Clear & present danger: Bad loans

Written by fe Bureau | Mumbai | Updated: Nov 22 2013, 15:58pm hrs
Indian banks must focus on improving their asset quality and bring down bad loans in the near term even as they gear up for major structural changes going forward, the Reserve Bank of India (RBI) has said. In its report on Trend and Progress of Banking in India in 2012-13, RBI noted that banks asset quality had deteriorated during the year, with their gross non-performing assets rising to 3.6% in 2012-13 from 3.1% a year ago.

Lenders need to beef up their credit risk management and loan monitoring systems immediately, RBI said, adding that effectiveness of the recovery system must also be increased.

Recovery should be focused on efficiency and fairness - preserving the value of the underlying assets and jobs where possible, even while redeploying unviable assets to new uses and compensating employees fairly, the central bank said.

Indian banks will have to scale up in business to meet the needs of a growing economy and also meet regulatory standards, the apex bank noted. On its part, the central bank would ensure bank credit flow to productive sectors and it believes banks' investment in government securities must reduce from the current mandated 23% under the Statutory Liquidity Ratio. It is necessary to reduce banks requirements of investing in government securities in a calibrated way, the RBI said.

Several regulatory initiatives are on the anvil that will help reinforce the dynamism of the banking system over the medium term, it noted.

The RBI will push foreign banks to move to a subsidiary-based business model from the existing branch-based one and re-orient the existing structure of the banking system to help banks grow faster, the central bank said. The RBI had issued a discussion paper recently over the structure of Indian banks and invited comments from stakeholders.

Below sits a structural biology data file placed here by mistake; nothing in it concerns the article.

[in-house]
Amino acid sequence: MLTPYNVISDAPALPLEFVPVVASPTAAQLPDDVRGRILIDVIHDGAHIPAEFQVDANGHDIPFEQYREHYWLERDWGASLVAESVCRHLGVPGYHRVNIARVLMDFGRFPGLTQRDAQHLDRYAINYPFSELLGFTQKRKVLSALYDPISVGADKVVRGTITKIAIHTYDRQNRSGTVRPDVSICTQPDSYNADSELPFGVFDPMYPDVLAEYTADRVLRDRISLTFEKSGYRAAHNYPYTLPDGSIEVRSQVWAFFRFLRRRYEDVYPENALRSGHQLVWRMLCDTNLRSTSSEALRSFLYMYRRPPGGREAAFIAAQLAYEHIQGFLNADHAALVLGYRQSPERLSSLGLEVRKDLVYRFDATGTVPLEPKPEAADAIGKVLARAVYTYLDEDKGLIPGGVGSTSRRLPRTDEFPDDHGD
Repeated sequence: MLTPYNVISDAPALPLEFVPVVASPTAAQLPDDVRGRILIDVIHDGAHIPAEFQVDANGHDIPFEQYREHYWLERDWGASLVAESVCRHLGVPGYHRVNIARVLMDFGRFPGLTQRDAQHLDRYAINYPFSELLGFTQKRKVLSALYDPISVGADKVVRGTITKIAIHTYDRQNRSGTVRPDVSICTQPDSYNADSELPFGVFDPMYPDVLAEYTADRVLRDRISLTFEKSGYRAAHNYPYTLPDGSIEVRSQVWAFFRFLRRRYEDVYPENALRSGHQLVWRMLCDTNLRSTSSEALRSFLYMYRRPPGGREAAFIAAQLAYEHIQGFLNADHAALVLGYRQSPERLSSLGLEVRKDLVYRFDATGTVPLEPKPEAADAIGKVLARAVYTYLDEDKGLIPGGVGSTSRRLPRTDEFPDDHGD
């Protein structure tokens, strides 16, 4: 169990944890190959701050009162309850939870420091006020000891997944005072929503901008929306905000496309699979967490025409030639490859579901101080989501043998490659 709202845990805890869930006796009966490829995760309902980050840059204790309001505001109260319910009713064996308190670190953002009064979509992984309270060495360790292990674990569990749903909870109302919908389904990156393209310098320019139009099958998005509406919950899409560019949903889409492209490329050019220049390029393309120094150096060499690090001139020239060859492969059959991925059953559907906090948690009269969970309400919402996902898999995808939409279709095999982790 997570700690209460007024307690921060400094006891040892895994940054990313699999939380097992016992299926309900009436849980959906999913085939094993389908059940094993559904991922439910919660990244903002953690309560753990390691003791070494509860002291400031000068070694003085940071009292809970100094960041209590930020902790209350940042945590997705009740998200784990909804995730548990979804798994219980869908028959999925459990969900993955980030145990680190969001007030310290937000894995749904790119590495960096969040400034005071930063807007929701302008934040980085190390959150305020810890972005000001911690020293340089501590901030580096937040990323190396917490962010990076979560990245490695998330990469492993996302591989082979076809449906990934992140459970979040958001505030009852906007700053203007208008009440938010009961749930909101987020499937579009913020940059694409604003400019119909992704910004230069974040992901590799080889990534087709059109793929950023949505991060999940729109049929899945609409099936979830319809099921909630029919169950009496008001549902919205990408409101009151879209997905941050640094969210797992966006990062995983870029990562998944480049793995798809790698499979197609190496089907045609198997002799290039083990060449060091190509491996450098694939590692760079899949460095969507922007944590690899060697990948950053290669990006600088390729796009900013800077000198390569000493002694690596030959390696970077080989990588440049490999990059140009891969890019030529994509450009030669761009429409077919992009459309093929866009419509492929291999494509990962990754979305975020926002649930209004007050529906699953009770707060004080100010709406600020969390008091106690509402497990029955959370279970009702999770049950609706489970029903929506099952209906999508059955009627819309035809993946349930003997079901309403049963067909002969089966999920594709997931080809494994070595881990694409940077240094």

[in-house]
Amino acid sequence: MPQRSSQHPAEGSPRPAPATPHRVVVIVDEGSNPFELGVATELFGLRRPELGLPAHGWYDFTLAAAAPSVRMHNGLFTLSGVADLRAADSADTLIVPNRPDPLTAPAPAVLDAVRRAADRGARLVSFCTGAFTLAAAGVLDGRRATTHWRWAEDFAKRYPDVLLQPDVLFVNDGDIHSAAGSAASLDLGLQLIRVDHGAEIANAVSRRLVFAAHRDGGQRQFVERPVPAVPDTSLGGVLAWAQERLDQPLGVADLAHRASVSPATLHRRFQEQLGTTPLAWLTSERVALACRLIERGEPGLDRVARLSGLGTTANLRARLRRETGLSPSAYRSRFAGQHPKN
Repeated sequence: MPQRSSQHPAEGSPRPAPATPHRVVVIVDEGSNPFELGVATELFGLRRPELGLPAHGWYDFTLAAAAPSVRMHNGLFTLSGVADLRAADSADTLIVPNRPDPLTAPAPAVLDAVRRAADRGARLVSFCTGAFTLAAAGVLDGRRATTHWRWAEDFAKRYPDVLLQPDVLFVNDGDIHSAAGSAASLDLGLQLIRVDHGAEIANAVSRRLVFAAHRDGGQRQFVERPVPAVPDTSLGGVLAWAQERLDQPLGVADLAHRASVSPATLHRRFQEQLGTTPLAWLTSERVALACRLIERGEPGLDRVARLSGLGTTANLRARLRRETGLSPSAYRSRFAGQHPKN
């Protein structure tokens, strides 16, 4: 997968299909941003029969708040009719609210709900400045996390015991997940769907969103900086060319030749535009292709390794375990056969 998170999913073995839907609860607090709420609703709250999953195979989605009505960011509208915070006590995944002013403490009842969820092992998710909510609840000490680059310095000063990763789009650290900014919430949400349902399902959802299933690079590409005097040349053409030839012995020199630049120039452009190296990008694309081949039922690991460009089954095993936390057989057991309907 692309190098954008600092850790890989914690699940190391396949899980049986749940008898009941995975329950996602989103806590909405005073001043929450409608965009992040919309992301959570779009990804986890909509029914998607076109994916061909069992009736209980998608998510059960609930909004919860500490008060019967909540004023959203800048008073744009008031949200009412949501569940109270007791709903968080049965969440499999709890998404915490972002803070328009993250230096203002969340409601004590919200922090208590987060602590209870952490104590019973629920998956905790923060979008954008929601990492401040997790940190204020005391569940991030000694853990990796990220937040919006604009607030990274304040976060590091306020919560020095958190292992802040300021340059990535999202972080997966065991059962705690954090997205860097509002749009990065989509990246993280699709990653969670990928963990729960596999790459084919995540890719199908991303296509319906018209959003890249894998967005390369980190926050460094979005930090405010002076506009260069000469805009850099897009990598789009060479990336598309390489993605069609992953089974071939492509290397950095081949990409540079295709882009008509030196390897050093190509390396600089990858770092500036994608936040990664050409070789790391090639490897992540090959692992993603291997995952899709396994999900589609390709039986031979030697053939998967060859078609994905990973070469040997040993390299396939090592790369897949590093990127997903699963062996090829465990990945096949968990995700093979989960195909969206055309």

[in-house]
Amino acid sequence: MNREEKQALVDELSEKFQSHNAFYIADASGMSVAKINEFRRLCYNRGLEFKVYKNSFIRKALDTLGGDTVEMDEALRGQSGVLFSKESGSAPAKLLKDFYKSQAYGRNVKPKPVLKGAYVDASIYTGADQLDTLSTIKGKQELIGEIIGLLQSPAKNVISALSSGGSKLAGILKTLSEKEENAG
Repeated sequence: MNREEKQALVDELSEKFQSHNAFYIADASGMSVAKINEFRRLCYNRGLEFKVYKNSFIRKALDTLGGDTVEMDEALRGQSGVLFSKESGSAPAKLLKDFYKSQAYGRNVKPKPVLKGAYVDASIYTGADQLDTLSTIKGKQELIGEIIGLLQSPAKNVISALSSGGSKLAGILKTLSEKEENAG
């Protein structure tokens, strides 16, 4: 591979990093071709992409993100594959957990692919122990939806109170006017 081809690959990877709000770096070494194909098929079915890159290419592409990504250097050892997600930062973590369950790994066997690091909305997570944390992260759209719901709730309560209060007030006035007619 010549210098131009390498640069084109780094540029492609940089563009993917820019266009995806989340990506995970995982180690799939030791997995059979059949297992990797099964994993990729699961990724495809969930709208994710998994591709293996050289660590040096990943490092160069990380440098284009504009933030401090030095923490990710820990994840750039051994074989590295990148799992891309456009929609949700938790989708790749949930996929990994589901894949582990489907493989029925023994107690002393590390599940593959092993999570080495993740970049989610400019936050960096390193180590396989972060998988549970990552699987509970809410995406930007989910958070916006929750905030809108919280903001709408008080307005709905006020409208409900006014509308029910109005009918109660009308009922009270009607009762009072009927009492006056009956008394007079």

Banks challenges going forward would be to raise capital to conform to regulatory standards and expand business in the wake of increased competition as new players come in and foreign banks fortify their presence.

In the context of capital requirements of public sector banks, RBI noted that public sector banks will need R4.15 lakh crore by the time Basel 3 norms are fully implemented in March 2018. Of this, equity capital needed will be of the order of R1.4 - 1.5 lakh crore.

The present level of government shareholding in these banks ranges from 55% to 82%. Thus, there is sufficient headroom available to the government for dilution of its stake in a number of public sector banks, noted RBI. The bank licensing policy needs to be liberalised further and the central bank favours continuous licencing of new banks and always seeks to move towards differentiated licenses, the RBI said.

Stating that the banking system needs to expand to R288 lakh crore by 2020 from R115 lakh crore in 2012, RBI said banks will have to match up to the accelerating credit to GDP ratio as the economy grows.

While beefing up their asset quality and scaling up their business, banks would also require to cater to the needs of the small ticket and rural customers in a bid to deepen financial inclusion, the RBI said.

Noting that the number of banking transactions continue to be dismal in rural areas and a larger part of the country remains beyond the banking space, the central bank said that banks must develop products and delivery models suitable for such customers.